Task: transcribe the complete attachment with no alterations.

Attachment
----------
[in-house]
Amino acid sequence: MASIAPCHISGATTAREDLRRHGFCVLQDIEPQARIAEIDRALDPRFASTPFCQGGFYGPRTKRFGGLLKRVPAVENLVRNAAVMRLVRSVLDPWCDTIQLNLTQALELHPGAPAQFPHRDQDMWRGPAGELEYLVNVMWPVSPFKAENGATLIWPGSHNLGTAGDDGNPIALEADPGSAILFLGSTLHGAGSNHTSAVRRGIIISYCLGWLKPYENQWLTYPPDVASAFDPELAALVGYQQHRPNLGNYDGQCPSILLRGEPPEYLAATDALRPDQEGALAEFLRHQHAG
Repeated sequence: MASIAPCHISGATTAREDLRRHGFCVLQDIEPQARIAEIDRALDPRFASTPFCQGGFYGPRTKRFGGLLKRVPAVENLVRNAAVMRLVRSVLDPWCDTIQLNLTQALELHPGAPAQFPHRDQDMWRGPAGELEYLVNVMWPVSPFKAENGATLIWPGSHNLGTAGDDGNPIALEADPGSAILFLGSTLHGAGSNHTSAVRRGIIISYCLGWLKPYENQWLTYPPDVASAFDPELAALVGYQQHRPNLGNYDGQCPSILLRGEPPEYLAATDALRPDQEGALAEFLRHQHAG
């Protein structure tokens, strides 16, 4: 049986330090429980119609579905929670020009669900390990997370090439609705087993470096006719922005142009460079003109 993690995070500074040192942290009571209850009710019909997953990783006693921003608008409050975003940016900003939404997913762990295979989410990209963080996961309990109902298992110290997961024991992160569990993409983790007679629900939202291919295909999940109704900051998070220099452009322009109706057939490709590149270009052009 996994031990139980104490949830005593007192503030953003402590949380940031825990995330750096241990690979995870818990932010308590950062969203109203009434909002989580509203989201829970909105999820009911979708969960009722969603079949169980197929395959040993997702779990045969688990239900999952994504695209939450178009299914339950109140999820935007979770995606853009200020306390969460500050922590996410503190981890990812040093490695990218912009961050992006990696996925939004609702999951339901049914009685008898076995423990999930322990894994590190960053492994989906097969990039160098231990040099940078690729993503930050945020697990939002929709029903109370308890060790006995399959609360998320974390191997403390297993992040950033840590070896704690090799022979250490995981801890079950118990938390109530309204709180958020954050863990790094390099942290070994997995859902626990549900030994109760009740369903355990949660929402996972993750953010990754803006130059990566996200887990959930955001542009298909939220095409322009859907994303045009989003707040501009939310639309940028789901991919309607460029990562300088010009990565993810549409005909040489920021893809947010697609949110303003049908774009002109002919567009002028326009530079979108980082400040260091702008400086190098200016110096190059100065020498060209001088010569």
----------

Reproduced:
[in-house]
Amino acid sequence: MASIAPCHISGATTAREDLRRHGFCVLQDIEPQARIAEIDRALDPRFASTPFCQGGFYGPRTKRFGGLLKRVPAVENLVRNAAVMRLVRSVLDPWCDTIQLNLTQALELHPGAPAQFPHRDQDMWRGPAGELEYLVNVMWPVSPFKAENGATLIWPGSHNLGTAGDDGNPIALEADPGSAILFLGSTLHGAGSNHTSAVRRGIIISYCLGWLKPYENQWLTYPPDVASAFDPELAALVGYQQHRPNLGNYDGQCPSILLRGEPPEYLAATDALRPDQEGALAEFLRHQHAG
Repeated sequence: MASIAPCHISGATTAREDLRRHGFCVLQDIEPQARIAEIDRALDPRFASTPFCQGGFYGPRTKRFGGLLKRVPAVENLVRNAAVMRLVRSVLDPWCDTIQLNLTQALELHPGAPAQFPHRDQDMWRGPAGELEYLVNVMWPVSPFKAENGATLIWPGSHNLGTAGDDGNPIALEADPGSAILFLGSTLHGAGSNHTSAVRRGIIISYCLGWLKPYENQWLTYPPDVASAFDPELAALVGYQQHRPNLGNYDGQCPSILLRGEPPEYLAATDALRPDQEGALAEFLRHQHAG
């Protein structure tokens, strides 16, 4: 049986330090429980119609579905929670020009669900390990997370090439609705087993470096006719922005142009460079003109 993690995070500074040192942290009571209850009710019909997953990783006693921003608008409050975003940016900003939404997913762990295979989410990209963080996961309990109902298992110290997961024991992160569990993409983790007679629900939202291919295909999940109704900051998070220099452009322009109706057939490709590149270009052009 996994031990139980104490949830005593007192503030953003402590949380940031825990995330750096241990690979995870818990932010308590950062969203109203009434909002989580509203989201829970909105999820009911979708969960009722969603079949169980197929395959040993997702779990045969688990239900999952994504695209939450178009299914339950109140999820935007979770995606853009200020306390969460500050922590996410503190981890990812040093490695990218912009961050992006990696996925939004609702999951339901049914009685008898076995423990999930322990894994590190960053492994989906097969990039160098231990040099940078690729993503930050945020697990939002929709029903109370308890060790006995399959609360998320974390191997403390297993992040950033840590070896704690090799022979250490995981801890079950118990938390109530309204709180958020954050863990790094390099942290070994997995859902626990549900030994109760009740369903355990949660929402996972993750953010990754803006130059990566996200887990959930955001542009298909939220095409322009859907994303045009989003707040501009939310639309940028789901991919309607460029990562300088010009990565993810549409005909040489920021893809947010697609949110303003049908774009002109002919567009002028326009530079979108980082400040260091702008400086190098200016110096190059100065020498060209001088010569």